features the program offers – you can download a free trial version here.
autographed copies of The Asylum-Hiding the Past
Dylan Goodwin will dedicate these copies to the three lucky winners – two great
stories in a single paperback, Hiding
the Past introduced us to Morton Farrier, The Asylum is a prequel to
that first novel.
you've yet to discover Morton Farrier and his partner Juliet, you'll find an attractive offer below – you can get the
Kindle version of Hiding the Past for a bargain price!
copies of The Marriage Certificate and The Death Certificate
Molyneux will sign copies of the paperbacks for the lucky winners. His debut
genealogical mystery novel, The Marriage
Certificate, is one of my all-time favourites, and The
Death Certificate is a worthy follow-up.
have a chance of winning one of these fabulous prizes just do what should come
naturally to any reader of this newsletter – complete your My Cousins
page so that I can connect you to the other members who are researching the
same ancestors – your 'lost cousins'. Not sure how to go about it? Just follow
you're in the UK then from Saturday 26th December
until Thursday 6th January you can purchase the Kindle version of Hiding the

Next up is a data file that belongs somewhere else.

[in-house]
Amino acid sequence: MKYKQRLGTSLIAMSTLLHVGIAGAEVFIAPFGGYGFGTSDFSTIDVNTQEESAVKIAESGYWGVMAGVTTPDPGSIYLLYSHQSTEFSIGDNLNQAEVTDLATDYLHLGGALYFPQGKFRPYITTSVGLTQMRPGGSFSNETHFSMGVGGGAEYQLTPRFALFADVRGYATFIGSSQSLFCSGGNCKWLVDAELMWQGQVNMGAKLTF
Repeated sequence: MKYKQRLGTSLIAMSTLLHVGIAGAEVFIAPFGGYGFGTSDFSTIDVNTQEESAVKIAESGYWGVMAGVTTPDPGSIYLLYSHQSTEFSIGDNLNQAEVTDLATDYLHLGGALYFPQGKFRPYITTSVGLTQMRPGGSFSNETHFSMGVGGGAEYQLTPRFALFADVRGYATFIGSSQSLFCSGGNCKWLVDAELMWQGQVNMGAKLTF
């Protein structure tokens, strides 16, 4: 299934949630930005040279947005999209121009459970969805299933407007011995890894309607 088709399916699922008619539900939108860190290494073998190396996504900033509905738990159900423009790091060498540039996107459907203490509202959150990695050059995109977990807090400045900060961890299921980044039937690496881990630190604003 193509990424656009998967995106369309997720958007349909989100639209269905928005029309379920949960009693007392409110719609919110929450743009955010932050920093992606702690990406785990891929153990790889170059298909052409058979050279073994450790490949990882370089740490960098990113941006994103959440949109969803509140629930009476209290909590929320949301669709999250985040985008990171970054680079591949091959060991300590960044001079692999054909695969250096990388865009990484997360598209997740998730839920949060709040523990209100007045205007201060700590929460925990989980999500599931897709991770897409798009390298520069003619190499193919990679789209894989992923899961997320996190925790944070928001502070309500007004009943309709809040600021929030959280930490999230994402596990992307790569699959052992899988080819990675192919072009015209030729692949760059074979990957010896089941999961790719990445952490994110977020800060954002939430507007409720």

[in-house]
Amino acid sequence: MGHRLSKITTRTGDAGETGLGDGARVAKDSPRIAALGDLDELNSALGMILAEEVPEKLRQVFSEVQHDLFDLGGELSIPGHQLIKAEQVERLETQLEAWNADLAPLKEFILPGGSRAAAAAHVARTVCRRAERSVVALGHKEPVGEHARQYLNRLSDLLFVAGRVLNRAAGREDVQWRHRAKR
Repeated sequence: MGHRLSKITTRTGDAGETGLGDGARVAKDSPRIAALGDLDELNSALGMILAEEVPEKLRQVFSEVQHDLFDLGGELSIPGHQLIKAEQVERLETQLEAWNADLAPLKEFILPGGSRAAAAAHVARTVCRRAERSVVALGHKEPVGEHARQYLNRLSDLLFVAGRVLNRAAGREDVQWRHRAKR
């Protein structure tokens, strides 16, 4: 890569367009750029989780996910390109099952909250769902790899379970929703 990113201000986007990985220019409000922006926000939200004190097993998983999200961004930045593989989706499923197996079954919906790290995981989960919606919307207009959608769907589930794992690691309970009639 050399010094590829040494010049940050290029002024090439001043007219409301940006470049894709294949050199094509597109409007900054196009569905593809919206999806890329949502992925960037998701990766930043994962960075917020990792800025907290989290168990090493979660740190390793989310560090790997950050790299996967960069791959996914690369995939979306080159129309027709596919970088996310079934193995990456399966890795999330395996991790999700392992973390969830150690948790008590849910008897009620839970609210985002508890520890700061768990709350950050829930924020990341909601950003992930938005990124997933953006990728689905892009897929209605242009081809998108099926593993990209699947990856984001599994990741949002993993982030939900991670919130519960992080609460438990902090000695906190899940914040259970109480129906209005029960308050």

Past – the novel that introduced us to Morton Farrier, and 'The Forensic
Genealogist' series from Nathan Dylan Goodwin – for the bargain price of 99p.
Please follow this link so that you can
support LostCousins when you buy this book (or any other product from Amazon.co.uk).
are two things that dramatically changed my view of Christmas when I was younger:
one was discovering that (spoiler alert!) there is no Father Christmas; the
other was reading A Christmas Carol by Charles Dickens.
year my view of Christmas changed yet again – not because of the pandemic, but as a result of reading Dickens and Christmas by
Lucinda Hawksley, one of his great-great-great grandchildren. I discovered that
Dickens wrote many more Christmas stories, but none of them could hold a candle
to 'The Carol', as Dickens himself called it.
producing a new story each Christmas helped to pay the bills – typically 20,000
copies would be sold in the first week of publication – the responsibility weighed
down on the author, who had to invent and write a Christmas-themed story at the